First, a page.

This National Poetry Month, we asked our readers to share a poem from our Poets.org collection that helped them find courage, solace, and actionable energy, and a few words about how or why it does so. Responses arrived from across the globe, and we invite you to continue sharing poems on social media with the hashtag #ShelterInPoems or by on twitter, facebook, or instagram. The month culminated in a Shelter in Poems live event, which was free and open to the public.
“My Daughter's First Week” by Gennady Aygi
the quietness / where the child is—...
“Gennady Aygi (1934-2006) is a poet I often turn to. He’s brilliantly mysterious, not a poet of easy wisdom; his sort of depth is needed greatly at times like these—verbal and emotional complexity, not bromides. I only know his work through translation of course, but Peter France’s renderings of his poems are marvelous. Since we have a new grandchild, the gentle poem ‘My Daughter’s First Week’ spoke to me with all that is at risk.”
—Brenda Hillman, Chancellor of the Academy of American Poets
“Morning on Shinnecock” by Olivia Ward Bush-Banks
The rising sun had crowned the hills...
“I find this poem extremely comforting in our time. Most nights, I sit on the veranda of my flat and look at the stars in their brilliance and the crescent moon slowly going down in its yellowing glow. Olivia’s poem gives solace to a troubled soul. The images of nature that it evokes are so true to me and assuring in such times of great anxiety. Running in a parallel fashion of the rising sun and human development, the poem’s description of both courses of life is really of great relief to me in the crisis that surrounds us the world over.”
—Wampembe L., Zambia.
“Untitled” by James Baldwin
Lord, / when you send the rain...
“The Niagara River” by Kay Ryan
As though / the river were...
"Both of these poems look from two sides at the changed world we now live in—Ryan summons the way much still, for many of us, continues as if things were the same, when they surely are not; Baldwin stands directly inside the question of how to bear whatever intensity we must. These poems, both mortally serious yet also comic, bring, for me, a side-buttressing assistance.”
—Jane Hirshfield, Poem-a-Day Guest Editor for December 2020.
“Often I Am Permitted to Return to a Meadow” by Robert Duncan
as if it were a scene made-up by the mind...
“This poem, which both separates and merges the real and the imagined, folding and unfolding, is never far from my mind. During these extraordinary days in which we find ourselves enclosed, the capacity to hold nature in the mind, to revisit light by means of the Muse—by which I mean the Imagination—is a crucial and beautiful human gift. It offers shelter. Be well, everyone.”
—Dana Levin, Poem-a-Day Guest Editor for March 2020
“The solar circle poem can be read in any direction, or simultaneously with various voices at a ‘distance,’ or it can be cut out and spun like a wheel. You choose where to begin and end.”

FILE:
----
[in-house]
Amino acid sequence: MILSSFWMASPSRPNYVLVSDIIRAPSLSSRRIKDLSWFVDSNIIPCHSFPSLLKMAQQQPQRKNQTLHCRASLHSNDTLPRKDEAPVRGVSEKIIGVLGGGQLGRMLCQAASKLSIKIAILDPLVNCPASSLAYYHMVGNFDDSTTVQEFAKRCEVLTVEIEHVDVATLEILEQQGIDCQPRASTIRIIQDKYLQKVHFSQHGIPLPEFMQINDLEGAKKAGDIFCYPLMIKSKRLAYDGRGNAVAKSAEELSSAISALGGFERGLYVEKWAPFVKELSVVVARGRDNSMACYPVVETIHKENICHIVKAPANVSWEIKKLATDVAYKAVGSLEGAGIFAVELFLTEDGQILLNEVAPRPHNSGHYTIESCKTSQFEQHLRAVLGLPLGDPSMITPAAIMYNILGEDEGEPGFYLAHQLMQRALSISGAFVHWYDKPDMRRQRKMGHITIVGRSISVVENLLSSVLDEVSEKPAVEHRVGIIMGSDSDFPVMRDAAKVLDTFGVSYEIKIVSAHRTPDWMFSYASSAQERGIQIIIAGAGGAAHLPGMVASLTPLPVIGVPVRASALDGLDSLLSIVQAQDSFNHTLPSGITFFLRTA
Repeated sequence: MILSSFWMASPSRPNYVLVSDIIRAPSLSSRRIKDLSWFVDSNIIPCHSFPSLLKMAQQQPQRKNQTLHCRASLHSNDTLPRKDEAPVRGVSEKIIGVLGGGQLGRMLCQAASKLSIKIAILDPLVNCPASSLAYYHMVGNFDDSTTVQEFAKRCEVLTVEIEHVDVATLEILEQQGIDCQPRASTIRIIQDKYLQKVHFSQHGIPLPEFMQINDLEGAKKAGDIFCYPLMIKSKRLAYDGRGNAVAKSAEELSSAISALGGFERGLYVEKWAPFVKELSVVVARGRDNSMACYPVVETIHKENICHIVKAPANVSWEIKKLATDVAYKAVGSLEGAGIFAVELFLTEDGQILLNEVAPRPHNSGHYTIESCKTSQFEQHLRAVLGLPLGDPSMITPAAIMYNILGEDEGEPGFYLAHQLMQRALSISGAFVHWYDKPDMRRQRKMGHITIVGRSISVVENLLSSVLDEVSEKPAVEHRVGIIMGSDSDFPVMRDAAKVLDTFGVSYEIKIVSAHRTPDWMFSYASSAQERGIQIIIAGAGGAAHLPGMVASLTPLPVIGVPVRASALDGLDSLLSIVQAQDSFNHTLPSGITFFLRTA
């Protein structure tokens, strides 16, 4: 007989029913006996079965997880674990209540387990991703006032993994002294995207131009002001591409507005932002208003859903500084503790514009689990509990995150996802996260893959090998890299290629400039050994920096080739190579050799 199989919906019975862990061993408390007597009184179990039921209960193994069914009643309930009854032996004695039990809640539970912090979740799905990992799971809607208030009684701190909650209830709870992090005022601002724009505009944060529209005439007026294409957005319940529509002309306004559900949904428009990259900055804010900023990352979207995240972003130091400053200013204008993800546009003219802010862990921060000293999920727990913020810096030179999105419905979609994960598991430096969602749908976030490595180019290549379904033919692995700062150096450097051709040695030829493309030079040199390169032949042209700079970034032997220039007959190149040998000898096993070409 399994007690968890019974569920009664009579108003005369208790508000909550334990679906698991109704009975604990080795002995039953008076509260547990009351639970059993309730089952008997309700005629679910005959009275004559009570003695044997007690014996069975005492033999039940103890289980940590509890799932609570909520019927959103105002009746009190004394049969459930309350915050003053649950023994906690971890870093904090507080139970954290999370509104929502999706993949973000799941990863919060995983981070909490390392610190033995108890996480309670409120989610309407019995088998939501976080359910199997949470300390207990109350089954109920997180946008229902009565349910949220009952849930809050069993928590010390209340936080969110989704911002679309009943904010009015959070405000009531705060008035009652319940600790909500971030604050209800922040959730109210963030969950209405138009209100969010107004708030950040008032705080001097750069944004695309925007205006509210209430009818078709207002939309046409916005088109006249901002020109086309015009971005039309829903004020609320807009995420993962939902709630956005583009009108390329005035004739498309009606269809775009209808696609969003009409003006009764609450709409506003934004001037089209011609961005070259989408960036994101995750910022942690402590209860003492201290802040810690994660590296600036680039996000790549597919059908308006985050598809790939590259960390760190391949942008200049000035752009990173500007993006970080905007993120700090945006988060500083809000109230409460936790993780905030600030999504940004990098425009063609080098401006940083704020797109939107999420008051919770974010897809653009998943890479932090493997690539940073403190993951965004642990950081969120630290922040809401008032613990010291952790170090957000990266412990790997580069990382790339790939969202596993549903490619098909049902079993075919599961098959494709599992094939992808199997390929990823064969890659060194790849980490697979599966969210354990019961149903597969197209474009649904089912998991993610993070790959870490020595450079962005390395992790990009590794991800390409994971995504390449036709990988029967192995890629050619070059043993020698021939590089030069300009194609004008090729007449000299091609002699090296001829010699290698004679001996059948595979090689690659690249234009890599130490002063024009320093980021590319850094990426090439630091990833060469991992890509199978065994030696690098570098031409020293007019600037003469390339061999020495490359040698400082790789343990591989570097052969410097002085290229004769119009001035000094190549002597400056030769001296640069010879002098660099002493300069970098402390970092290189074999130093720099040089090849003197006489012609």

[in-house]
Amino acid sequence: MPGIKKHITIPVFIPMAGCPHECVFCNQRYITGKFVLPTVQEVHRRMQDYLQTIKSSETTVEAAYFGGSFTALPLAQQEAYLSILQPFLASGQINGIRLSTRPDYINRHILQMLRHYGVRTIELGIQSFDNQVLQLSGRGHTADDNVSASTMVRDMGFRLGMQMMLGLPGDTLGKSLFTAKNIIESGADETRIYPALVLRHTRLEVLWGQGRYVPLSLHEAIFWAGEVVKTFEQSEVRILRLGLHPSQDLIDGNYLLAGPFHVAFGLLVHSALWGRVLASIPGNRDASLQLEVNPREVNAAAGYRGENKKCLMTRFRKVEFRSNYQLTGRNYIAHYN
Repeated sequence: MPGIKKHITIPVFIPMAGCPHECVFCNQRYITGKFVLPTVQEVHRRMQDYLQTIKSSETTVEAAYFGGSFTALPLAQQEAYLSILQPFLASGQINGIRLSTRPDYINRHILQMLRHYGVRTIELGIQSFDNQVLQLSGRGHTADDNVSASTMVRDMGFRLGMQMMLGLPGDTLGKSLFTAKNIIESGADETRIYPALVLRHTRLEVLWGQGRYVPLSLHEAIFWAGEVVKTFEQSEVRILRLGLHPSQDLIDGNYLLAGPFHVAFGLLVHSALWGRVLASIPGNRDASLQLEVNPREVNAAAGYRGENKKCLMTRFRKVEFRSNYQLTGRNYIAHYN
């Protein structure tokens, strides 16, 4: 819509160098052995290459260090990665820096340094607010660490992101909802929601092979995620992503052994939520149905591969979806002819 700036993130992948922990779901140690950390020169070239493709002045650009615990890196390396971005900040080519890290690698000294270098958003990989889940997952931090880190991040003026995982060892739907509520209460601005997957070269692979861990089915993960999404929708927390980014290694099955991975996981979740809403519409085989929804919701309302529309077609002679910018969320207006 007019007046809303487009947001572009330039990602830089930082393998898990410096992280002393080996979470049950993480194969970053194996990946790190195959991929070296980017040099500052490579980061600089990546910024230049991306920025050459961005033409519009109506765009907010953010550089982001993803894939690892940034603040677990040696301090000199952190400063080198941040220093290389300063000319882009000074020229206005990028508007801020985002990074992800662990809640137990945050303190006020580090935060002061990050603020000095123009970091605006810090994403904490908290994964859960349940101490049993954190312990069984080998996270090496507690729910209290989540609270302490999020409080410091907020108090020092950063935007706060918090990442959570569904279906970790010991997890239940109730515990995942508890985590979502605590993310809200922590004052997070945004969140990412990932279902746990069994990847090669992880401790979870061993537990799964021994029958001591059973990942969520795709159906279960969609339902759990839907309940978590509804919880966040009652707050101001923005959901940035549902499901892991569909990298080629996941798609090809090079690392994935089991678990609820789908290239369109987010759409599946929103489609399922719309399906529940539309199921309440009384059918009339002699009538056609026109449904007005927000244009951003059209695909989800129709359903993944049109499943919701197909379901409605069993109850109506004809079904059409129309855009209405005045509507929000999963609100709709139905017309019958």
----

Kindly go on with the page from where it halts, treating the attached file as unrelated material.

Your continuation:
—Juan Felipe Herrera, former U.S. Poet Laureate
“Things I Didn’t Know I Loved” by Nazim Hikmet
It's 1962 March 28th...
“This poem has always meant a great deal to me. One of the world’s most revered writers, Turkish poet Hikmet was imprisoned for a good part of his life due to his radical ideas, his poetry, and his publication efforts. This poem describes the love of the very simplest elements of sky, stars, air, and the love of life itself upon being released from a long time in isolation. He wrote this poem of gratitude, nostalgia, and awe in Moscow, April 1962. He died in June 1963. I believe he left this poem as a gift for us all.”
—Tina Chang, Poet Laureate of Brooklyn
“Part of Eve’s Discussion” by Marie Howe
“This poem might seem an odd choice for inspiration, but for me, what I need in times of strife is a reminder of the truth of uncertainty, and at least a reference to survival. I can’t bear false hope, unfounded hope. Howe’s images are so sure, I feel them in my own body. Her last line describes, to me, the lives of all women—precarious—yet here we are, surviving. That’s what I need to hear.”
—Molly Fisk, Poet Laureate Fellow. Read the full poem on Poets.org.
“The Negro Speaks of Rivers” by Langston Hughes
I've known rivers...
“Hughes affirms a profound sense of connection to nature, history, and ancestry. Discovering one’s place in history involves work and suffering that ultimately brings wisdom and a beautifully deepened perspective on life. During this difficult time of crisis and uncertainty, Hughes reminds me of close ties to family, friends, nature, and history that are precious and sustaining.”
—Anita P., Boston.
“Disclosure” by Camisha L. Jones
I'm sorry, could you repeat that. I'm hard of hearing...
“‘Disclosure’ is clear and kind. It guides. Its truth is hard, but Jones patiently reminds us that language is a shelter. How we need it to survive. In this virus time, when we don’t want to hear, can’t hear, vomit what we hear, Jones says to us, I am here. She engenders a deepening person-to-person comprehension. I thank Camisha L. Jones.”
“The Layers” by Stanley Kunitz
I have walked through many lives...“I return to ‘The Layers’ by Stanley Kunitz at times of sadness and grief. He reminds me once again to embrace my losses, to understand that they are as much a part of me as my triumphs.”
“The New Colossus” by Emma Lazarus
Not like the brazen giant of Greek fame...